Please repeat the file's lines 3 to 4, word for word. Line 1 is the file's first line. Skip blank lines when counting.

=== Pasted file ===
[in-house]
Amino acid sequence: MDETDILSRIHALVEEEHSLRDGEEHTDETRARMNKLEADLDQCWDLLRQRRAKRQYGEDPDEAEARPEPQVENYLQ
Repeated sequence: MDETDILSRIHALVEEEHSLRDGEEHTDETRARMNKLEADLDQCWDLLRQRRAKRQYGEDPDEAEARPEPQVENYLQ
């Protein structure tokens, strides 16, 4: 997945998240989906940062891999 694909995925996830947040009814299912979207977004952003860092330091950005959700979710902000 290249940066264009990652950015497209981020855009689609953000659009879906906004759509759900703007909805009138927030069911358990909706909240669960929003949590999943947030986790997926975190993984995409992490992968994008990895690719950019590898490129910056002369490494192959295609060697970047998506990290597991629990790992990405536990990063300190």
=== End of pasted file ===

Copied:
Repeated sequence: MDETDILSRIHALVEEEHSLRDGEEHTDETRARMNKLEADLDQCWDLLRQRRAKRQYGEDPDEAEARPEPQVENYLQ
């Protein structure tokens, strides 16, 4: 997945998240989906940062891999 694909995925996830947040009814299912979207977004952003860092330091950005959700979710902000 290249940066264009990652950015497209981020855009689609953000659009879906906004759509759900703007909805009138927030069911358990909706909240669960929003949590999943947030986790997926975190993984995409992490992968994008990895690719950019590898490129910056002369490494192959295609060697970047998506990290597991629990790992990405536990990063300190």